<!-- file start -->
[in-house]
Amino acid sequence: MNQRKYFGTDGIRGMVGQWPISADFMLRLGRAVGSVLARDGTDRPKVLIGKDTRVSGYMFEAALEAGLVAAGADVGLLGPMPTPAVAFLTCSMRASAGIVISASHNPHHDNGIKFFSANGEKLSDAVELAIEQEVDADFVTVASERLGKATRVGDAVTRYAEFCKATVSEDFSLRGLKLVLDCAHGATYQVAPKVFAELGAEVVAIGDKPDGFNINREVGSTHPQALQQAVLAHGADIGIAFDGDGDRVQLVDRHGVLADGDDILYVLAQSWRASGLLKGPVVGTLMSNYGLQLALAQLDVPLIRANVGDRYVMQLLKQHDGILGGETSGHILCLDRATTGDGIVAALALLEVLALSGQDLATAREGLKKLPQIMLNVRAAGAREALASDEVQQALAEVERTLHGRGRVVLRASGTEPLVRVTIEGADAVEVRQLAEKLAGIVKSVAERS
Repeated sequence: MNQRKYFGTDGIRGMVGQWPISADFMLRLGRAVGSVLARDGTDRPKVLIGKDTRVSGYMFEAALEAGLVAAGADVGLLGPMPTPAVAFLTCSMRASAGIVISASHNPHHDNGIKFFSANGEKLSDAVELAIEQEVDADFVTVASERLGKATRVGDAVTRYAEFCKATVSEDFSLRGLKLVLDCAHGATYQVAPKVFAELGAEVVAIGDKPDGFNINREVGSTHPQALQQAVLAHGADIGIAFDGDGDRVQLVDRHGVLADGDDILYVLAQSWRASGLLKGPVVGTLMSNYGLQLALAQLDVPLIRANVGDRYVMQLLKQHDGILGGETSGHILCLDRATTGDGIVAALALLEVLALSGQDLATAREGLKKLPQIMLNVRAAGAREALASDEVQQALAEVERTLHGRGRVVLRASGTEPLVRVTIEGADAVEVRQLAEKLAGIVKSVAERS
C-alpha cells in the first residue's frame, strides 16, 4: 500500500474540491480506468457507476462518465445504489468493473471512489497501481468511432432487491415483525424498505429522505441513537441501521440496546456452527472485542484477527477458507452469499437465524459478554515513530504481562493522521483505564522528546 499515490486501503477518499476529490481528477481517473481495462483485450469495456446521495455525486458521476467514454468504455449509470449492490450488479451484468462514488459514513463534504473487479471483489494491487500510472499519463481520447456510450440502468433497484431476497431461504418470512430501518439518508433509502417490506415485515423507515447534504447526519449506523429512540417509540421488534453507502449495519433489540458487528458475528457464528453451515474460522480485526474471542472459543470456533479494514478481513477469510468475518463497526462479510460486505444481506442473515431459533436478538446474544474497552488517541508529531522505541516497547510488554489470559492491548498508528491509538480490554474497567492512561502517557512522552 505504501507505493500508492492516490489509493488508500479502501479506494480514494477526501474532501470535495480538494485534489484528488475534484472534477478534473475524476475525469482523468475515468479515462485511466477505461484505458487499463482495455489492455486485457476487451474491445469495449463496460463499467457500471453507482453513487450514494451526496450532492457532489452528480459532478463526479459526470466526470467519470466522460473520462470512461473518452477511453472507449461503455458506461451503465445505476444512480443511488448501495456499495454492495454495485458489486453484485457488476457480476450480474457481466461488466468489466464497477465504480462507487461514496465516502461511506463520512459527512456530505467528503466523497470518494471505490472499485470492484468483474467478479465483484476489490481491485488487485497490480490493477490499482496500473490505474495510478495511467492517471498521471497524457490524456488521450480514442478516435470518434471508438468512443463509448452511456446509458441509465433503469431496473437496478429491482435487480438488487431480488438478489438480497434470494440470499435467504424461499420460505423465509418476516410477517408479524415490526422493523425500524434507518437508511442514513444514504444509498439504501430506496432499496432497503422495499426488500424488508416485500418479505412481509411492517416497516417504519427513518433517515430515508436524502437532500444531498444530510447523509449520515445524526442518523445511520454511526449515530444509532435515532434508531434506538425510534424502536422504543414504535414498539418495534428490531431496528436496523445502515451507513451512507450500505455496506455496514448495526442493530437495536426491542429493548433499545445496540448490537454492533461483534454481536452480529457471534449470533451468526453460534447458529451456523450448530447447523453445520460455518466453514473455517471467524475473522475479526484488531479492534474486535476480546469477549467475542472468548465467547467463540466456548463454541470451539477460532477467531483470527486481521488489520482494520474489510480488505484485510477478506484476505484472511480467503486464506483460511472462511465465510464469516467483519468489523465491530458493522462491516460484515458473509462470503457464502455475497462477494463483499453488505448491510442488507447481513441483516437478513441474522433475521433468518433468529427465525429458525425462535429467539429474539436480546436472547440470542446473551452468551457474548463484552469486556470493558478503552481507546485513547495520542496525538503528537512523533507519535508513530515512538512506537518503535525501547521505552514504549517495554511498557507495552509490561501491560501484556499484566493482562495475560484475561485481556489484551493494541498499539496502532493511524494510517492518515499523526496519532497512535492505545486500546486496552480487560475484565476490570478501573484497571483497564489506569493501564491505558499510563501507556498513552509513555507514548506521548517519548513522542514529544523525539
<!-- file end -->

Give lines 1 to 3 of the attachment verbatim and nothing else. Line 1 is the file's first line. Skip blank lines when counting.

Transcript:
[in-house]
Amino acid sequence: MNQRKYFGTDGIRGMVGQWPISADFMLRLGRAVGSVLARDGTDRPKVLIGKDTRVSGYMFEAALEAGLVAAGADVGLLGPMPTPAVAFLTCSMRASAGIVISASHNPHHDNGIKFFSANGEKLSDAVELAIEQEVDADFVTVASERLGKATRVGDAVTRYAEFCKATVSEDFSLRGLKLVLDCAHGATYQVAPKVFAELGAEVVAIGDKPDGFNINREVGSTHPQALQQAVLAHGADIGIAFDGDGDRVQLVDRHGVLADGDDILYVLAQSWRASGLLKGPVVGTLMSNYGLQLALAQLDVPLIRANVGDRYVMQLLKQHDGILGGETSGHILCLDRATTGDGIVAALALLEVLALSGQDLATAREGLKKLPQIMLNVRAAGAREALASDEVQQALAEVERTLHGRGRVVLRASGTEPLVRVTIEGADAVEVRQLAEKLAGIVKSVAERS
Repeated sequence: MNQRKYFGTDGIRGMVGQWPISADFMLRLGRAVGSVLARDGTDRPKVLIGKDTRVSGYMFEAALEAGLVAAGADVGLLGPMPTPAVAFLTCSMRASAGIVISASHNPHHDNGIKFFSANGEKLSDAVELAIEQEVDADFVTVASERLGKATRVGDAVTRYAEFCKATVSEDFSLRGLKLVLDCAHGATYQVAPKVFAELGAEVVAIGDKPDGFNINREVGSTHPQALQQAVLAHGADIGIAFDGDGDRVQLVDRHGVLADGDDILYVLAQSWRASGLLKGPVVGTLMSNYGLQLALAQLDVPLIRANVGDRYVMQLLKQHDGILGGETSGHILCLDRATTGDGIVAALALLEVLALSGQDLATAREGLKKLPQIMLNVRAAGAREALASDEVQQALAEVERTLHGRGRVVLRASGTEPLVRVTIEGADAVEVRQLAEKLAGIVKSVAERS